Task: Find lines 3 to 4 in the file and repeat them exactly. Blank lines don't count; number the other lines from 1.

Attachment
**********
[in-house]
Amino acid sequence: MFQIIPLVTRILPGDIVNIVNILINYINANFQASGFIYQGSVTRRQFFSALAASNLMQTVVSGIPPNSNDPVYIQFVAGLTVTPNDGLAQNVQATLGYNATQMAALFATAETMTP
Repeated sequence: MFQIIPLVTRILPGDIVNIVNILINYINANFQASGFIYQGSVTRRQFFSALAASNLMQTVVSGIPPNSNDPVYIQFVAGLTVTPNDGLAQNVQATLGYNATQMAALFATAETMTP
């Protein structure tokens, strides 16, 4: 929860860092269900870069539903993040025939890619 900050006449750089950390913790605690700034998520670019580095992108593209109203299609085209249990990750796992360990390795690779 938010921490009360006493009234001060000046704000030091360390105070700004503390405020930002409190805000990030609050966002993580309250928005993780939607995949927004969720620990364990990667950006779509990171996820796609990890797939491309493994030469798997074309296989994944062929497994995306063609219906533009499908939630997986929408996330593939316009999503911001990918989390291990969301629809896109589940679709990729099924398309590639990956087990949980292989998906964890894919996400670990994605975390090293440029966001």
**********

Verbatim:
Repeated sequence: MFQIIPLVTRILPGDIVNIVNILINYINANFQASGFIYQGSVTRRQFFSALAASNLMQTVVSGIPPNSNDPVYIQFVAGLTVTPNDGLAQNVQATLGYNATQMAALFATAETMTP
């Protein structure tokens, strides 16, 4: 929860860092269900870069539903993040025939890619 900050006449750089950390913790605690700034998520670019580095992108593209109203299609085209249990990750796992360990390795690779 938010921490009360006493009234001060000046704000030091360390105070700004503390405020930002409190805000990030609050966002993580309250928005993780939607995949927004969720620990364990990667950006779509990171996820796609990890797939491309493994030469798997074309296989994944062929497994995306063609219906533009499908939630997986929408996330593939316009999503911001990918989390291990969301629809896109589940679709990729099924398309590639990956087990949980292989998906964890894919996400670990994605975390090293440029966001």